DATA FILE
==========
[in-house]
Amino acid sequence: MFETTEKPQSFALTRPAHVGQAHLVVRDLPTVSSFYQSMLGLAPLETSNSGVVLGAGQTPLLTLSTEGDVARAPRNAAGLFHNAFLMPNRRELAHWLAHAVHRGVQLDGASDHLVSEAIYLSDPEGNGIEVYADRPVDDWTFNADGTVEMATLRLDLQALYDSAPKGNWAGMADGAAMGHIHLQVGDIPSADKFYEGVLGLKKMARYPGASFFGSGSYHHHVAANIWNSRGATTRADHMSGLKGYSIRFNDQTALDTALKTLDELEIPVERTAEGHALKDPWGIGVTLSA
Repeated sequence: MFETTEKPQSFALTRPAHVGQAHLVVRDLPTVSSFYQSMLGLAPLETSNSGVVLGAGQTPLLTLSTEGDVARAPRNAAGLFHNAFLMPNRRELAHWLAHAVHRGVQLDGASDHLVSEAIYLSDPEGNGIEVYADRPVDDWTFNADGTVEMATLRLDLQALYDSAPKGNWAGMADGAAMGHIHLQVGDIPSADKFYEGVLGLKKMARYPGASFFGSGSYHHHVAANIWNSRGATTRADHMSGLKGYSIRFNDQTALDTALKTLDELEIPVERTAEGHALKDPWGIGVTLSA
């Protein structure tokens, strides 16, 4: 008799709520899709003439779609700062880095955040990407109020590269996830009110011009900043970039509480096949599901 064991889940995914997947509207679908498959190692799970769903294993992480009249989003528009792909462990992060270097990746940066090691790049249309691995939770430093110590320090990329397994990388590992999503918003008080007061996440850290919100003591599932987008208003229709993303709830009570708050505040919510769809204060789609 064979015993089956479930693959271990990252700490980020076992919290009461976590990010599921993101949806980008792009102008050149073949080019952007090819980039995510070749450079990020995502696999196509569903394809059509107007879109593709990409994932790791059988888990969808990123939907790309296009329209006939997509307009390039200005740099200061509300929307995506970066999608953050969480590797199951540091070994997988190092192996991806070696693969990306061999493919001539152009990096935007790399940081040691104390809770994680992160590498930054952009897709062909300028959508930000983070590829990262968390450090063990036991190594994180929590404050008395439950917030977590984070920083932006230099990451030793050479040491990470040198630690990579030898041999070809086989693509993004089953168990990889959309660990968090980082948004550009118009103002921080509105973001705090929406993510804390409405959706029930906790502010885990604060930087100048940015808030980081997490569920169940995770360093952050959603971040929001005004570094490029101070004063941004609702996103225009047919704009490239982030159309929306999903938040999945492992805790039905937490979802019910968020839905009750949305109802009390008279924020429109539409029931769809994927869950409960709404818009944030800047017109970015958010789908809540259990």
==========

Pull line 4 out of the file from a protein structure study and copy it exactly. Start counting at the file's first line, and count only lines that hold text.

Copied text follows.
């Protein structure tokens, strides 16, 4: 008799709520899709003439779609700062880095955040990407109020590269996830009110011009900043970039509480096949599901 064991889940995914997947509207679908498959190692799970769903294993992480009249989003528009792909462990992060270097990746940066090691790049249309691995939770430093110590320090990329397994990388590992999503918003008080007061996440850290919100003591599932987008208003229709993303709830009570708050505040919510769809204060789609 064979015993089956479930693959271990990252700490980020076992919290009461976590990010599921993101949806980008792009102008050149073949080019952007090819980039995510070749450079990020995502696999196509569903394809059509107007879109593709990409994932790791059988888990969808990123939907790309296009329209006939997509307009390039200005740099200061509300929307995506970066999608953050969480590797199951540091070994997988190092192996991806070696693969990306061999493919001539152009990096935007790399940081040691104390809770994680992160590498930054952009897709062909300028959508930000983070590829990262968390450090063990036991190594994180929590404050008395439950917030977590984070920083932006230099990451030793050479040491990470040198630690990579030898041999070809086989693509993004089953168990990889959309660990968090980082948004550009118009103002921080509105973001705090929406993510804390409405959706029930906790502010885990604060930087100048940015808030980081997490569920169940995770360093952050959603971040929001005004570094490029101070004063941004609702996103225009047919704009490239982030159309929306999903938040999945492992805790039905937490979802019910968020839905009750949305109802009390008279924020429109539409029931769809994927869950409960709404818009944030800047017109970015958010789908809540259990």